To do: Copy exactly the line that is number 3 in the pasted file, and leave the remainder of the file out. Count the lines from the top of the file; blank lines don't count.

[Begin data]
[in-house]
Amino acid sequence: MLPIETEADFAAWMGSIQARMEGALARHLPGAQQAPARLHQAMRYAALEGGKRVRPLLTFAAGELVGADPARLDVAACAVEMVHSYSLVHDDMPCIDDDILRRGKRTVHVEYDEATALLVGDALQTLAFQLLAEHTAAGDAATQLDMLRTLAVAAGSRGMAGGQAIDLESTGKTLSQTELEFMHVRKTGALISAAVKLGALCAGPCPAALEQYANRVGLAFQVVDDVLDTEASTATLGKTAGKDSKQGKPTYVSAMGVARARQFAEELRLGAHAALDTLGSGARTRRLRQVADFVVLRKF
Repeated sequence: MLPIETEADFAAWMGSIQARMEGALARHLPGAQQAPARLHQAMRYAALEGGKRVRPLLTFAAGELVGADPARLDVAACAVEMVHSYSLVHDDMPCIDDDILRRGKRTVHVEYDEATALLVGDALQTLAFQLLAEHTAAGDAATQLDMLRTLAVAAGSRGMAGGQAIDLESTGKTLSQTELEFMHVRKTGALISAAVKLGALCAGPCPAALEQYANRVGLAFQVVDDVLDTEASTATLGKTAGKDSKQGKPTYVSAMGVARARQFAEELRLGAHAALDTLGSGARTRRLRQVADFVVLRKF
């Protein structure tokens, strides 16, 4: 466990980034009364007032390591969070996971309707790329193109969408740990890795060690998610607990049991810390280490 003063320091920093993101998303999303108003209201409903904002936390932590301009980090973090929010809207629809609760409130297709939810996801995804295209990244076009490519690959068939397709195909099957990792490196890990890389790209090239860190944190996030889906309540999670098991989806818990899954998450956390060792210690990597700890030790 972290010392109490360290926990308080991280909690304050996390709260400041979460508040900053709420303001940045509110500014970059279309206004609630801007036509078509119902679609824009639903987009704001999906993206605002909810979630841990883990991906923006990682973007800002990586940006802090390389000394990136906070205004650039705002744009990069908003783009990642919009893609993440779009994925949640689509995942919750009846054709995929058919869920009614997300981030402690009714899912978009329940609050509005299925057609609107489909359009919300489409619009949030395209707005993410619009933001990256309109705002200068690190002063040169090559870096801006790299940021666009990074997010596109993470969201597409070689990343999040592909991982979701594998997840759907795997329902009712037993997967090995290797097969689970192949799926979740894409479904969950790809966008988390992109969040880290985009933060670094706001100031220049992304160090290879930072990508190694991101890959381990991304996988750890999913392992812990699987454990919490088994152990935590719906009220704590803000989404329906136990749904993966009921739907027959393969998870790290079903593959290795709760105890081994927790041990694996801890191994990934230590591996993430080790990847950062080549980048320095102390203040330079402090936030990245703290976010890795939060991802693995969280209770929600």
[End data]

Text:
Repeated sequence: MLPIETEADFAAWMGSIQARMEGALARHLPGAQQAPARLHQAMRYAALEGGKRVRPLLTFAAGELVGADPARLDVAACAVEMVHSYSLVHDDMPCIDDDILRRGKRTVHVEYDEATALLVGDALQTLAFQLLAEHTAAGDAATQLDMLRTLAVAAGSRGMAGGQAIDLESTGKTLSQTELEFMHVRKTGALISAAVKLGALCAGPCPAALEQYANRVGLAFQVVDDVLDTEASTATLGKTAGKDSKQGKPTYVSAMGVARARQFAEELRLGAHAALDTLGSGARTRRLRQVADFVVLRKF